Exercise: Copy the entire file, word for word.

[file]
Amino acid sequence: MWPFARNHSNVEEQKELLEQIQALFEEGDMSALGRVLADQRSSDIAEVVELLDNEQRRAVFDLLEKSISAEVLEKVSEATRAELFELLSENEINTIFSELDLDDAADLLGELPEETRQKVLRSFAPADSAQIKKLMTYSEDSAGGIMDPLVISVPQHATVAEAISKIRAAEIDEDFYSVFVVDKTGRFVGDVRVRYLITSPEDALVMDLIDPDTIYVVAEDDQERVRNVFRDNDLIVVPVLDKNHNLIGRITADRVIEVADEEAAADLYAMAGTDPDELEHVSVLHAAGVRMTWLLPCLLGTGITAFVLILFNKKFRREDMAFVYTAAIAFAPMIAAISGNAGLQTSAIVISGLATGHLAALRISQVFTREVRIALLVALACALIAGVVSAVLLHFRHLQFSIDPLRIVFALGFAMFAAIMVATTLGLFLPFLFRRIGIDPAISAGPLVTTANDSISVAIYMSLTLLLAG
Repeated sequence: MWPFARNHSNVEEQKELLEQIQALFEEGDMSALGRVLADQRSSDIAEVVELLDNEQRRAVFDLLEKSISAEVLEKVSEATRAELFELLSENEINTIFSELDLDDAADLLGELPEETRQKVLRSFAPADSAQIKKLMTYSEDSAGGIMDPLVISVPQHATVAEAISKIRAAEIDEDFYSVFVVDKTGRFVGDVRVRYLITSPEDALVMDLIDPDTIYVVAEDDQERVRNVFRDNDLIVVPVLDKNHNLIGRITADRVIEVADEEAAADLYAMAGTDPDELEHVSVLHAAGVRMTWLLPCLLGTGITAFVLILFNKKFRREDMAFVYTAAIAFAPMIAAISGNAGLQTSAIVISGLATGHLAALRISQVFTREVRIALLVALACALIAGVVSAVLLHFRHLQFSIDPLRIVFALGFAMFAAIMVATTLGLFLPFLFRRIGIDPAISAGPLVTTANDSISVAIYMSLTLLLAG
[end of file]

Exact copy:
Amino acid sequence: MWPFARNHSNVEEQKELLEQIQALFEEGDMSALGRVLADQRSSDIAEVVELLDNEQRRAVFDLLEKSISAEVLEKVSEATRAELFELLSENEINTIFSELDLDDAADLLGELPEETRQKVLRSFAPADSAQIKKLMTYSEDSAGGIMDPLVISVPQHATVAEAISKIRAAEIDEDFYSVFVVDKTGRFVGDVRVRYLITSPEDALVMDLIDPDTIYVVAEDDQERVRNVFRDNDLIVVPVLDKNHNLIGRITADRVIEVADEEAAADLYAMAGTDPDELEHVSVLHAAGVRMTWLLPCLLGTGITAFVLILFNKKFRREDMAFVYTAAIAFAPMIAAISGNAGLQTSAIVISGLATGHLAALRISQVFTREVRIALLVALACALIAGVVSAVLLHFRHLQFSIDPLRIVFALGFAMFAAIMVATTLGLFLPFLFRRIGIDPAISAGPLVTTANDSISVAIYMSLTLLLAG
Repeated sequence: MWPFARNHSNVEEQKELLEQIQALFEEGDMSALGRVLADQRSSDIAEVVELLDNEQRRAVFDLLEKSISAEVLEKVSEATRAELFELLSENEINTIFSELDLDDAADLLGELPEETRQKVLRSFAPADSAQIKKLMTYSEDSAGGIMDPLVISVPQHATVAEAISKIRAAEIDEDFYSVFVVDKTGRFVGDVRVRYLITSPEDALVMDLIDPDTIYVVAEDDQERVRNVFRDNDLIVVPVLDKNHNLIGRITADRVIEVADEEAAADLYAMAGTDPDELEHVSVLHAAGVRMTWLLPCLLGTGITAFVLILFNKKFRREDMAFVYTAAIAFAPMIAAISGNAGLQTSAIVISGLATGHLAALRISQVFTREVRIALLVALACALIAGVVSAVLLHFRHLQFSIDPLRIVFALGFAMFAAIMVATTLGLFLPFLFRRIGIDPAISAGPLVTTANDSISVAIYMSLTLLLAG